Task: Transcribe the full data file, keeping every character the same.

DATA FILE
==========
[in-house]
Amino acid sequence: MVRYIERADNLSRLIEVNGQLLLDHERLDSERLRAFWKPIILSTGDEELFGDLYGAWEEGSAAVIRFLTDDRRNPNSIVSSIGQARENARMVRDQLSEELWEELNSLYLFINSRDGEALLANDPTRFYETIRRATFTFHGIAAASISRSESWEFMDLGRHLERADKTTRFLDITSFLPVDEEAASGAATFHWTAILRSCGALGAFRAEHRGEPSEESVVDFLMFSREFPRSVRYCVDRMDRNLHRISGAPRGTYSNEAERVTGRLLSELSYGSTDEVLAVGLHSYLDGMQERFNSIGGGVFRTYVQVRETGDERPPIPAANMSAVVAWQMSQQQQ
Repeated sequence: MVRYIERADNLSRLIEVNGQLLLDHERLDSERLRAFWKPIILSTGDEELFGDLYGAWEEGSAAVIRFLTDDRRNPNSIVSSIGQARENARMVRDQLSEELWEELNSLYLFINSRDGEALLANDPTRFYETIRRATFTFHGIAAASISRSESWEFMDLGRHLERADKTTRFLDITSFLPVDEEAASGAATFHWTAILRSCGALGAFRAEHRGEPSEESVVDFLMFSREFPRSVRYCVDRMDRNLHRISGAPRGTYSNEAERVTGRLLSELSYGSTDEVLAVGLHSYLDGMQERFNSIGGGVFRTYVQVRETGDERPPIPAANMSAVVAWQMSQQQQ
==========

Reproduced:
[in-house]
Amino acid sequence: MVRYIERADNLSRLIEVNGQLLLDHERLDSERLRAFWKPIILSTGDEELFGDLYGAWEEGSAAVIRFLTDDRRNPNSIVSSIGQARENARMVRDQLSEELWEELNSLYLFINSRDGEALLANDPTRFYETIRRATFTFHGIAAASISRSESWEFMDLGRHLERADKTTRFLDITSFLPVDEEAASGAATFHWTAILRSCGALGAFRAEHRGEPSEESVVDFLMFSREFPRSVRYCVDRMDRNLHRISGAPRGTYSNEAERVTGRLLSELSYGSTDEVLAVGLHSYLDGMQERFNSIGGGVFRTYVQVRETGDERPPIPAANMSAVVAWQMSQQQQ
Repeated sequence: MVRYIERADNLSRLIEVNGQLLLDHERLDSERLRAFWKPIILSTGDEELFGDLYGAWEEGSAAVIRFLTDDRRNPNSIVSSIGQARENARMVRDQLSEELWEELNSLYLFINSRDGEALLANDPTRFYETIRRATFTFHGIAAASISRSESWEFMDLGRHLERADKTTRFLDITSFLPVDEEAASGAATFHWTAILRSCGALGAFRAEHRGEPSEESVVDFLMFSREFPRSVRYCVDRMDRNLHRISGAPRGTYSNEAERVTGRLLSELSYGSTDEVLAVGLHSYLDGMQERFNSIGGGVFRTYVQVRETGDERPPIPAANMSAVVAWQMSQQQQ